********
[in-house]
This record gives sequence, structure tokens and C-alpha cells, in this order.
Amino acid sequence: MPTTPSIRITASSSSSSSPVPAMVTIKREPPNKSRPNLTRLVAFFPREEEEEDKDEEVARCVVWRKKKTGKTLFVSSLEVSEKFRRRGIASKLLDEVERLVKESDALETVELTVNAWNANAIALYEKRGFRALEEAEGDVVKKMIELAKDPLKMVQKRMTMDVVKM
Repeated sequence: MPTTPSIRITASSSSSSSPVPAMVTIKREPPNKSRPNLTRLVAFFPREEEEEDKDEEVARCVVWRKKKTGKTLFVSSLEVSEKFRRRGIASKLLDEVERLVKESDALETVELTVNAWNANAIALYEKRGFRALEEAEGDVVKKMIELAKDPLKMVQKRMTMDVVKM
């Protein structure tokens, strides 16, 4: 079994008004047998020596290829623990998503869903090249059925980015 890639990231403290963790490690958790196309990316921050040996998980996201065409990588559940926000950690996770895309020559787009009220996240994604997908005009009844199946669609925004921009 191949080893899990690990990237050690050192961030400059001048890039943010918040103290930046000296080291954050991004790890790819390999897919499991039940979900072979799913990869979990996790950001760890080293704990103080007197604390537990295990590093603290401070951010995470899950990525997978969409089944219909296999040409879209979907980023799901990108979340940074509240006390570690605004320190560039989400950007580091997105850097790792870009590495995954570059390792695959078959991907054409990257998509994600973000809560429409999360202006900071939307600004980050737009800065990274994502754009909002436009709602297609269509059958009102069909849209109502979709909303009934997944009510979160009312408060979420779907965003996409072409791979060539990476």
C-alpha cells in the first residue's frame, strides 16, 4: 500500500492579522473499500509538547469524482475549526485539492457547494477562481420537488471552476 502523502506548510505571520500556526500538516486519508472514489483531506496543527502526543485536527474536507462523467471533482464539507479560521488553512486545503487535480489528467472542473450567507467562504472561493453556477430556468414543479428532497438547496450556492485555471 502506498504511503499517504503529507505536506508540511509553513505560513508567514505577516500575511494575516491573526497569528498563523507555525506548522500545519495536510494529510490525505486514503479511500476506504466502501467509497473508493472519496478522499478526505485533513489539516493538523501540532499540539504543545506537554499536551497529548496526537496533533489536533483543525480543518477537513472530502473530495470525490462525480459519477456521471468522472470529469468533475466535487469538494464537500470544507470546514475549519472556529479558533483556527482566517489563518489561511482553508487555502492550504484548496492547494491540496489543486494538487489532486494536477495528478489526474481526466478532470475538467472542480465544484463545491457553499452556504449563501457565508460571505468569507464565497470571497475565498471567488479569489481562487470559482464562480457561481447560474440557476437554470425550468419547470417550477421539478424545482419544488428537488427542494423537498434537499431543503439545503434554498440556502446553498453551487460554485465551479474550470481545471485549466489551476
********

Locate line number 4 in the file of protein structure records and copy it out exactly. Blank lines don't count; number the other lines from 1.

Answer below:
Repeated sequence: MPTTPSIRITASSSSSSSPVPAMVTIKREPPNKSRPNLTRLVAFFPREEEEEDKDEEVARCVVWRKKKTGKTLFVSSLEVSEKFRRRGIASKLLDEVERLVKESDALETVELTVNAWNANAIALYEKRGFRALEEAEGDVVKKMIELAKDPLKMVQKRMTMDVVKM